An argument for steel-toed boots

Post in 'The Gear' started by homefront, Dec 2, 2007.

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  1. homefront

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    As a construction superintendent, I am very aware of OSHA regulations and the safety of the workers at my job sites. But sometimes you get comfortable, and don't give safety the attention you should, and this can be the result.
    I was swinging an 8 lb. splitting ax, and struck a glancing blow; the ax struck my foot with results as shown. 1/4" either way would have meant broken bones.
    Let's be careful out there!
    [​IMG]
    [​IMG]
     
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  2. EatenByLimestone

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    I'm glad you're relatively unhurt.

    Thank you for the reminder,
    Matt
     
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  3. myzamboni

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    looks like you should go up a half-size on your next pair of boots. The way your toes are bending to the right is a sign of not enough room in the toebox.

    Good to see it is 'merely a flesh wound'
     
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  4. abj1969

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    man those are some ugly feet..lol


    glad thats all that happened man...
     
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  5. Todd

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    Ouch! Good safety tip.
     
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  6. Lignums

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    If they only made steel clad shin guards for when a piece of red oak blasts out off the splitters wedge. Has anybody else had that happen, or is it just me and my retarded stance?
     

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  7. eba1225

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    Lig,

    That is me too. At least one piece manages to fall against my shin during every splitting session. I am considering getting hockey shin pads for my splitting sessions.

    The steel toe boot are a definite must for the splitting. It is amazing how those split rounds just seem to aim for those little piggies.
     
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  8. Wolves-Lower

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    I have to wear steel toes for work, so I know that it is a must when splitting wood.
    However, my shins and such are always getting knocked around when splitting.
    I have no idea why I didn't think of the Hockey pads...thanks for the tip! Although it will look pretty odd in the summer to have that crap on, everyone knows I am odd anyway.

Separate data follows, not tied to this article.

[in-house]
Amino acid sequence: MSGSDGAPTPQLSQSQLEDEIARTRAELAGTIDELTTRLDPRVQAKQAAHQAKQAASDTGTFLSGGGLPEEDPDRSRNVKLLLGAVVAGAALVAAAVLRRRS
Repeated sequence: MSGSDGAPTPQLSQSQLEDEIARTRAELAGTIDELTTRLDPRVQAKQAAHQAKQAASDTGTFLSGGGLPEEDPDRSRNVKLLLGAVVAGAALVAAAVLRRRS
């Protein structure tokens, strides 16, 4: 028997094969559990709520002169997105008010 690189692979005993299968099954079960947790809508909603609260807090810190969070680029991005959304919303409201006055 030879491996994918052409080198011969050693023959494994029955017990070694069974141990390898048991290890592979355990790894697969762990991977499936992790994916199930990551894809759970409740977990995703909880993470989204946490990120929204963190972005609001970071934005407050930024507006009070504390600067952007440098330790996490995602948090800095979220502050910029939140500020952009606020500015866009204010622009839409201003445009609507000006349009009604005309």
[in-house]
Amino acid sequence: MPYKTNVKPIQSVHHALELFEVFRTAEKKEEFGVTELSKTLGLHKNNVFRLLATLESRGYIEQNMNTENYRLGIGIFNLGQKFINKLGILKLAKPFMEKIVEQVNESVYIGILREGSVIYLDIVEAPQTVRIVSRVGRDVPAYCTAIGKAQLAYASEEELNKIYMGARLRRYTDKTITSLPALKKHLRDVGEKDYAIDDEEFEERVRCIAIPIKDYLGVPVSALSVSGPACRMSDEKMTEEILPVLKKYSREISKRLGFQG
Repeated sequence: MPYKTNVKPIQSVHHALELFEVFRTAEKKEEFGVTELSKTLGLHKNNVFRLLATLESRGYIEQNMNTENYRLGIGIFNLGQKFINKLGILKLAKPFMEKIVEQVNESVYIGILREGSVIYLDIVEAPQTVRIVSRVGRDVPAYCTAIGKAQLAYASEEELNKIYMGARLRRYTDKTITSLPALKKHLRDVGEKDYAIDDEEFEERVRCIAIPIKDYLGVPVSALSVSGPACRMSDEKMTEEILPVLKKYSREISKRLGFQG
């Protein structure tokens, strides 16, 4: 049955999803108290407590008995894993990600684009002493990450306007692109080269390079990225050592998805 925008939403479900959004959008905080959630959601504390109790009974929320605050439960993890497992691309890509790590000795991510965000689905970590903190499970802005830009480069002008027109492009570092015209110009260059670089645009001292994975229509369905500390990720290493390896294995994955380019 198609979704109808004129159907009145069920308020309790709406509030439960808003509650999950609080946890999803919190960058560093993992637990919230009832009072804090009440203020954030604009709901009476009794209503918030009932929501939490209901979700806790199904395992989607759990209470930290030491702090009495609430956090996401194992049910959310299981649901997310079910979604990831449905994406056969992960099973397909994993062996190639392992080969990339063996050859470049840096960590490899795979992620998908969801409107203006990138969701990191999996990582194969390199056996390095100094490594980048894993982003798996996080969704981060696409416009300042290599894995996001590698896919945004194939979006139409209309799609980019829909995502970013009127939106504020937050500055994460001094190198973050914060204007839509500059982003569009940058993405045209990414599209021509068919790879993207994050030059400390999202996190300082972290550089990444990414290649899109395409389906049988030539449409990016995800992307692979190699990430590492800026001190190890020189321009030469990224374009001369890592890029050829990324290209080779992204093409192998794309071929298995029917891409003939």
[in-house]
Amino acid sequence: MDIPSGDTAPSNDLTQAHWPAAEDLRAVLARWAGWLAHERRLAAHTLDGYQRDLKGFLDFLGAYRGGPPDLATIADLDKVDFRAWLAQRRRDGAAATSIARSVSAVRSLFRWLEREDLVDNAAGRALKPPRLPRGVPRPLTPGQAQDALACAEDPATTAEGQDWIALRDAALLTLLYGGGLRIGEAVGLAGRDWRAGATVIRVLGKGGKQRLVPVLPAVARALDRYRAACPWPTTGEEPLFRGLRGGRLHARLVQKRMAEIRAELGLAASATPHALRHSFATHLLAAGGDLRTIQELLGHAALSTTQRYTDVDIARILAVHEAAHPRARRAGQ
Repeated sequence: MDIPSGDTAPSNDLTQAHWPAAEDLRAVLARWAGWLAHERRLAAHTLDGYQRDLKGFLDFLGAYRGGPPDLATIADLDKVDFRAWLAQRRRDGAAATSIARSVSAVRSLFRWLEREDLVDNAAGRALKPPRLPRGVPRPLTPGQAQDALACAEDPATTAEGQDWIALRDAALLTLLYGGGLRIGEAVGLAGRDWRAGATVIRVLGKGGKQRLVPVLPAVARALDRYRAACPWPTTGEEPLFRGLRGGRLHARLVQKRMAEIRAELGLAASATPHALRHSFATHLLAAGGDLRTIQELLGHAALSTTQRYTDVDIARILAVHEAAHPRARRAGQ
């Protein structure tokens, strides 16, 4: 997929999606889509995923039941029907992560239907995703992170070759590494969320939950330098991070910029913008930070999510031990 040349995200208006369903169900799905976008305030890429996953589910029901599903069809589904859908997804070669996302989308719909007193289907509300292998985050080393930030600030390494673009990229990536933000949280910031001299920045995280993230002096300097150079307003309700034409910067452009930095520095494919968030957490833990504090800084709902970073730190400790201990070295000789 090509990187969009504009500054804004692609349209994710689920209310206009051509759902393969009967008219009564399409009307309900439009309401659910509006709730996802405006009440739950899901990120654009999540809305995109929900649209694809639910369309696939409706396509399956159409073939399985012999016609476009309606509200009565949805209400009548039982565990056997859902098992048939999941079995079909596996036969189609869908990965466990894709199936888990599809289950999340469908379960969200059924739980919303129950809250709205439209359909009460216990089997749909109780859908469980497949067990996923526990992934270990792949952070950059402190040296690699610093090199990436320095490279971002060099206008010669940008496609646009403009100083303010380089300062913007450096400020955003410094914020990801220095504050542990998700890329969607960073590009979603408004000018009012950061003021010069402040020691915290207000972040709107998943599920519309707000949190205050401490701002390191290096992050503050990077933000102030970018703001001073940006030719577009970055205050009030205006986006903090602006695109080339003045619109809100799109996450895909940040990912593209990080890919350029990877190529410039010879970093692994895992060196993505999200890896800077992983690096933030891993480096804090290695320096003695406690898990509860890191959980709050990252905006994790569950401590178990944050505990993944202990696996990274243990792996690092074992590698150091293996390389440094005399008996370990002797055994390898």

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  9. BrownianHeatingTech

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    I just wear steel toes all the time. I even have steel-toed shoes.

    The only footwear I have that aren't steel-toed are the heavy winter boots, and the shoes that go with my suit. Everything I wear day-to-day has steel toes. That way, I never worry about forgetting them, or ending up in an unexpected situation (helping get a car unstuck on the side of the road while passing by) without proper footwear.

    Joe
     
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  10. cmonSTART

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    I can't say I've ever hit myself with a piece of wood while I was splitting. I almost got my wife with one once though..
     
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  11. Gene K.

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    An excellent safety reminder.

    $24.95 at "Wally World" will buy a nice pair of steel-toe tennis shoes. Boots aren't much more in cost. With prices like these, there is no excuse for skipping safety.

     
  12. Gene K.

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    I've never had this happen, but just for your information, carpenters of yore used to put halves of stovepipe on their legs while they learned to use adzes.

     
  13. Lignums

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    Out of all the wood I split with my splitter, only the Rod Oak will do this. The wedge comes down and makes contact with the round, and it seems like pressure builds up for a second, and then blahm, the pieces blast out to the sides, and either bounce off the splitters guards, or my legs. I have gotten used to changing my stance with the sound of the splitters cylinder changing. That has helped out allot. The worst was a small piece hitting my leg right above my ankle. I just kept going,(I was getting paid $150.00 to split a cord of it for some dude). When I got home my sock was stuck in the wound and I had to pull it out, reopening the cut. I did this back in August and it still hurts to rub on it too much. That was only the second time in my life I have seen white from the pain. Having a 30 pound stack of plywood smash my thumb was the first.
     
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  14. WILDSOURDOUGH

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    Steel-toes are the shoe to use 99% of the time- but my neighbor (who was a welder in the same factory as I) showed me his foot one day- seems a sheet or plate steel (a big one) dropped on his toes several years before... took them a while to get the crushed steel toe piece off of his toes at the hospital, lost most of them. Guess it would have happened anyway. Like anything else- just one freak accident to wreck your day.
     
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  15. Lignums